Normally, I make it a point not to talk about private lady business, but I heard about the special gingerbread cookie scented wax at Strip: Ministry of Waxing and it sounded so odd – and so whimsical! So delectable! So like the beauty treatment equivalent of this guy!:
That I thought, “oh, hell, give it a go and write about it”. So I am.
I don’t know precisely what I expected, but, as I lay there, clutching this little stress ball in the shape on a monkey they give you (nice touch) I kept thinking about the Chinese legend of Xiang Fei, “the fragrant concubine.”
Supposedly she lived during the 18th century Manchu dynasty, and her natural fragrance was so great that it emanated from all of her orifices. In a good way. She smelt delicious, whatever that means to people.
Gingerbread cookies, probably. Though the wax also comes in strawberry and chocolate scents.
My favorite scent is probably steak, but I fear we digress.
The Manchu emperor killed Xiang Fei’s husband – supposedly a Muslim leader – and made her his concubine, bathing her unnecessarily in camel’s milk the whole time (I have never understood this bit, because, again, the whole point is that she had a natural perfume, and I really think it is just the attempt of some 18th century writers to work out their own camel’s milk fantasies).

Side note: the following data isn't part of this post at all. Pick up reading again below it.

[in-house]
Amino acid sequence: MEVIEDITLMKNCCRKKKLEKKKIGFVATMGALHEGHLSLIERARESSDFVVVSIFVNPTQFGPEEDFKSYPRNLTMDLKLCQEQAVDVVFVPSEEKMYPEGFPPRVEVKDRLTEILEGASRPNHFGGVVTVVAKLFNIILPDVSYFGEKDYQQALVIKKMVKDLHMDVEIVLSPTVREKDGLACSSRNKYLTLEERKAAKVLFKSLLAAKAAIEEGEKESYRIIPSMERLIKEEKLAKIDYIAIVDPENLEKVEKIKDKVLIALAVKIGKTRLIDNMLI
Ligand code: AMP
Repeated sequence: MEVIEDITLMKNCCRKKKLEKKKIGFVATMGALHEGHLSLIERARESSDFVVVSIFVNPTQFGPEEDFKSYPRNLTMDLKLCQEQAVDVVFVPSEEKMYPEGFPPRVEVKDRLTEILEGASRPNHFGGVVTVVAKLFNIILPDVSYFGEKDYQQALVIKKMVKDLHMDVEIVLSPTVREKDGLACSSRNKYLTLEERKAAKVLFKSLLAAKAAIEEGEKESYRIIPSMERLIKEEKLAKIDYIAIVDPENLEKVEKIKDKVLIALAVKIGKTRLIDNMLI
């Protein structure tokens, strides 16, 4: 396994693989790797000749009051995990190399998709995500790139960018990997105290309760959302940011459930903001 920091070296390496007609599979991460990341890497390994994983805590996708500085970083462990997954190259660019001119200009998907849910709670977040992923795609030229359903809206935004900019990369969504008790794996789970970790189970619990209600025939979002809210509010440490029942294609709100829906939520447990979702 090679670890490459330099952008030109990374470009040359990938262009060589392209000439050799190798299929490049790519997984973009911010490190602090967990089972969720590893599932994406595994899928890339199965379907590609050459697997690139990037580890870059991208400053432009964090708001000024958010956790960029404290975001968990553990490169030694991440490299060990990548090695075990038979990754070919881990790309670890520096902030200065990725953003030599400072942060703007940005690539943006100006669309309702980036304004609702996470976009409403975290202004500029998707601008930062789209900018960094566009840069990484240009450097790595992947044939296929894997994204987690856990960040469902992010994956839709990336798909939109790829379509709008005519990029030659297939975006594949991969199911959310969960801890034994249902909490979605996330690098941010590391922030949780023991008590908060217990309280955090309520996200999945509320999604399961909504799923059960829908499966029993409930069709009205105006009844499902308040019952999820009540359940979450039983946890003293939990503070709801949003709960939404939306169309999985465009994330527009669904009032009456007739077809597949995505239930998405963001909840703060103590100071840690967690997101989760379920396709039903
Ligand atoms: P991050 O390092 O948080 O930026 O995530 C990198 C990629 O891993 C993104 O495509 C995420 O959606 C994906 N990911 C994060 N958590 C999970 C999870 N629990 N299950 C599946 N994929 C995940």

So, anyhow, presumably dripping in camel’s milk, Xiang Fei hid a dagger in her sleeve and told all the serving ladies that she was going to kill the emperor to avenge her husband’s death. However because she told everyone, the Emperor’s mother found out. So the dowager Empress allowed Xiang Fei to commit suicide. She hung herself, and the emperor, weeping, clung to her body, which, even dead emanated scent.
She’s still remembered in Chinese opera.
So results of the gingerbread wax were kind of like that, but I would not say it was really like that. But kind of!
And if that doesn’t appeal to you here is this.
Oh. The wax costs $65. I haven’t tried to kill anybody yet – no daggers, sleeveless dress – but maybe later.